Saturday, July 29, 2006

Bragging About Your Baby

By Keith Fisher

How many of us when asked about our children would say, "He/she is a good boy/girl but they are just like the other kids." Would we say it different if their life depended on how much we brag about our kid?

This has become a real dilemma for me. Not that I have trouble bragging about my kid, (My daughter is more talented than yours.) but bragging, even explaining about my book can be hard.

Last weekend, we were the hosts for a block party and someone asked whether I plan to write a cookbook. Since I was half of the 2005 Grand Champion Team at the World Championship Dutch Oven Cook Off, it is a question many people ask. (See I do know how to brag.) I told the inquirer at the block party I had been approached by a publisher for that reason, but I was going to try and use that submission to bring attention to my novel.

"Do you write fiction?" he asked. It surprised me that he didn’t know, because after letting the secret out, I’ve been embarrassed to have so many people know about my investing so much time without a clear return on my investment. I have yet to be published so many folks think I am deluding myself.

Yes, I write contemporary LDS fiction, I said. Then the inevitable next question, "What have you written?"
"I am in the process of writing five . . . right now I’m getting ready to subm . . . well, it’s a story about a girl who . . ." That’s my dilemma, how do I sum up a complex story in a few words that will intrigue someone and make them want to read the book?

Yes, I have trouble writing query letters. It was easier when I could send in the whole baby, bath water and all. Also, in order to submit to Cedar Fort we are asked to fill out a marketing survey and send it with the submission. It’s an easy form to fill out and I am more than happy to say I will do everything I can to help sell my book. There is one question however, question number four . . . I copied it here:

What does your book say that no other expert or author says?
It’s a fair question. I realize that the question is designed to assess the writer’s belief in his/her self. When I start to answer, I’m sure I have a dumbfounded, "deer in the headlights" look on my face and I am left feeling as I did at the block party.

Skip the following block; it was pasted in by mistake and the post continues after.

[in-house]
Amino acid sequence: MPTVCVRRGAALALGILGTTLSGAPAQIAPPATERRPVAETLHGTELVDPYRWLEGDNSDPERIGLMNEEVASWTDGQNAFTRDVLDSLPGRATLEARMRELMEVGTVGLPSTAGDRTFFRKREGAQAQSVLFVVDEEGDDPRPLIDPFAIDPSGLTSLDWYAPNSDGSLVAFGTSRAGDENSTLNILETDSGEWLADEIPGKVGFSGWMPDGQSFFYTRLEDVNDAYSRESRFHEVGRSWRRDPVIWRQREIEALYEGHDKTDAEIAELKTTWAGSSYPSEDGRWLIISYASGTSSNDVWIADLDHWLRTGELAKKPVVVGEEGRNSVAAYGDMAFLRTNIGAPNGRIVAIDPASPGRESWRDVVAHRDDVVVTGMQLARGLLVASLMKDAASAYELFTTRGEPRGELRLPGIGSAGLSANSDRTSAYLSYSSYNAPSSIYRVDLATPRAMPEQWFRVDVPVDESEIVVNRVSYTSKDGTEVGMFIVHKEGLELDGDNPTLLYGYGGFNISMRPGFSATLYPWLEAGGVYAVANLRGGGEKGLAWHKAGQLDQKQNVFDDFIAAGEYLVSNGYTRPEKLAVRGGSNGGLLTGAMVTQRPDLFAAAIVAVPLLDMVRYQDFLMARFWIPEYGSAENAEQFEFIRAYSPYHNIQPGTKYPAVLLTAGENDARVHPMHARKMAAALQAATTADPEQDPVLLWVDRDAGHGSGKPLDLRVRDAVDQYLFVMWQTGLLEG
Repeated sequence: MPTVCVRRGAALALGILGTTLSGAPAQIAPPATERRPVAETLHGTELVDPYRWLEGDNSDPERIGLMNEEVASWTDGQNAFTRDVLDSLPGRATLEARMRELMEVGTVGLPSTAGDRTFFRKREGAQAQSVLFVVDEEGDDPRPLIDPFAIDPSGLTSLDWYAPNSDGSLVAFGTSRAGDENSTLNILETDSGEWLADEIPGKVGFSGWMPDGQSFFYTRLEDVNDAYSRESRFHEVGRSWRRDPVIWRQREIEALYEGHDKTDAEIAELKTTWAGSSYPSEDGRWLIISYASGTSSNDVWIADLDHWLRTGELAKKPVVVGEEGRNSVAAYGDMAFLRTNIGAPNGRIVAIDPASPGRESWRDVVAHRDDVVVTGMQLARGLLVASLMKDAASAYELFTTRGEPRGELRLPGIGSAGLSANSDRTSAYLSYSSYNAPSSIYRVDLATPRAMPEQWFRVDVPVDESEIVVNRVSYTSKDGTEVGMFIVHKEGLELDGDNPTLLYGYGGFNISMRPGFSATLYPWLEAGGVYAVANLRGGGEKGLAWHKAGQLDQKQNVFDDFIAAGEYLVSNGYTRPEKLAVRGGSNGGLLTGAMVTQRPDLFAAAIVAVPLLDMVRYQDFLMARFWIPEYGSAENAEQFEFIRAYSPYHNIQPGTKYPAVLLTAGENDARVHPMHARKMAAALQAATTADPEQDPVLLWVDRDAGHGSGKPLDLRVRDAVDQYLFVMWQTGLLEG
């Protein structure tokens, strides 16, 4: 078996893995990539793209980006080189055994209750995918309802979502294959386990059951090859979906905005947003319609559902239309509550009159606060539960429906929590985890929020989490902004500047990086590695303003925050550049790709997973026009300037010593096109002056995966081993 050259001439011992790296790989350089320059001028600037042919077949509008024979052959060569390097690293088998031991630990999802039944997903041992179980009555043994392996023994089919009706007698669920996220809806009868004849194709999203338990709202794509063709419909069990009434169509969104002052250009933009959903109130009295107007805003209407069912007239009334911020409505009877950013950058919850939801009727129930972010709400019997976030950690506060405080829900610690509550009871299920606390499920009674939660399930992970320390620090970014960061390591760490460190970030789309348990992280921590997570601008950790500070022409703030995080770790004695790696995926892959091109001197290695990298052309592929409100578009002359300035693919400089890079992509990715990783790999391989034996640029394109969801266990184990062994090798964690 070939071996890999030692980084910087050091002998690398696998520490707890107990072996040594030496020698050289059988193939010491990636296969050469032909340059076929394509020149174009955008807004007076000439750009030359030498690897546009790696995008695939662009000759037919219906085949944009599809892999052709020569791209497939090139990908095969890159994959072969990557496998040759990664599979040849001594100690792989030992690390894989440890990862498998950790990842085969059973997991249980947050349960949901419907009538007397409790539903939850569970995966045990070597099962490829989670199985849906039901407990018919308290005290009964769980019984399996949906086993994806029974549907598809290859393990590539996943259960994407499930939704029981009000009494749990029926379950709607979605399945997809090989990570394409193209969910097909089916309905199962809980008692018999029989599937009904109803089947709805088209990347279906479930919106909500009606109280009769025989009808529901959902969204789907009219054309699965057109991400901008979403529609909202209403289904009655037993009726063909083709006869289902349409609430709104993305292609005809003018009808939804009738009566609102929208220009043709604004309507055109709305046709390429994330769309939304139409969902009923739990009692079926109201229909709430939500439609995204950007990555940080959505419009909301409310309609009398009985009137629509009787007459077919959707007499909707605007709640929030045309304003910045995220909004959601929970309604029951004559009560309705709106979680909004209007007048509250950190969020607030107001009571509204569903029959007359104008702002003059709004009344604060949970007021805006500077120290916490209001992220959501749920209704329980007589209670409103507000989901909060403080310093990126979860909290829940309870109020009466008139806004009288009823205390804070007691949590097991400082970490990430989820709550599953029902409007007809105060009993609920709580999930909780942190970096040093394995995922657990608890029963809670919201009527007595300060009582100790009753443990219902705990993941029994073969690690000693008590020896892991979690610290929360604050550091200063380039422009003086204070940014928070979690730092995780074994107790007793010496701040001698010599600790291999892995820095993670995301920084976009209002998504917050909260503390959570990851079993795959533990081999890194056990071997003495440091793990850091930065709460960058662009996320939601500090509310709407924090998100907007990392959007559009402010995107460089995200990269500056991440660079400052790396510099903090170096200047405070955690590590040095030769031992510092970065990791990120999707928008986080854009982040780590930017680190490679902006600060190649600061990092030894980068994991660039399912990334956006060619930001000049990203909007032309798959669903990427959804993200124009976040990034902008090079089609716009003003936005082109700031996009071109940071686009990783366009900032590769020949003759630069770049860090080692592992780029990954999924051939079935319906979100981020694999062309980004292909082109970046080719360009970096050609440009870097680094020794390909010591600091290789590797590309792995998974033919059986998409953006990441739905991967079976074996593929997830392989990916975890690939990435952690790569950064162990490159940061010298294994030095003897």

I know the very life of my baby hangs in the balance, and my stage fright causes me to wish my latest book was more unusual. I want to say: "You have to read the whole story to get the full impact." Then I look at other books and ask the question in light of what other writers have written.

I have discovered that many stories, albeit they are told differently, are pretty much the same. So I came up with an answer to question number four, although I won’t put it on the form. Tell me what you think.

I told this story as it was given to me. I’m sure that other writers could tell the story, but the inspiration came to me, not to the other writers. Like the missionary who just happens to be in the right place at the right time, with just the right personality, I told this story in order to touch the hearts of those who need solace and to hold the attention of many others.

My daughter may never be valedictorian or become President of the United States, but she has the potential of touching hearts for good and making others feel good about their lives. My book will do the same.

Saturday, July 22, 2006

The Other Mormon Pioneers

By Keith Fisher

In my blog last week, I mentioned the writers that were published before the market got so tough. It is those writers I would like speak of again today.

Like many of you, I remember going to an LDS bookstore and seeing the scriptures and many non-fiction books about the scriptures. There were other things as well like construction paper, carbon paper, and pictures that depicted the Savior. The fiction books, if there were any, were "G" rated novels that were safe for children to read.

Then came a revolution. Many brave souls started to write fiction, about LDS people or LDS subject matters. There were artists who began to paint, songwriters who expressed their love of the Lord, and many people who followed there dream of being published.

Much of the fiction from that time was mediocre by today’s standards. I re-read many of those works looking for ways to improve my writing. I often stop to examine whole chapters and notice some rule has been broken. I resist the urge to use a red pencil out of respect for the book.

The other day, I was re-reading a work I enjoyed about twenty years ago. I became incensed, wondering how that writer got published when I’ve been rejected for breaking the same rules of good writing. Then I went to the public library with my family.

While I was there, I picked up a copy of a new book by an author I met at a writer’s conference. I am learning from that book too. I have found plot twists that completely astonished me. Something the other author was unable to do. While I was perusing the shelves, I turned a corner and discovered a surprise. Taking up almost two shelves, were books that were written by the author that I had criticized.

I have enjoyed his stories. I have learned the lessons he taught me, but I had no idea that he had written so many books. Then it happened: I realized that although he and many others have broken many of the writing rules we follow today, they were pioneers. We trudge in their footsteps and creep along rewriting, restructuring, and discarding our latest inspiration because it doesn’t quite work.

So in the spirit of the Pioneer Day season, the time that we celebrate our Mormon pioneers, I say hooray for the pioneers of LDS Fiction. Without them the market would not be what it is today.

Sunday, July 16, 2006

Finding Four Leaf Clovers

By Keith Fisher
Do you remember four-leaf clovers? When I was young, they fascinated me. In every patch of clover, on every lawn, there were billions of three-leaf clovers, but a true four-leaf clover was rare and considered lucky. Some believed that four leafs were a myth. I knew they were real because I had seen one.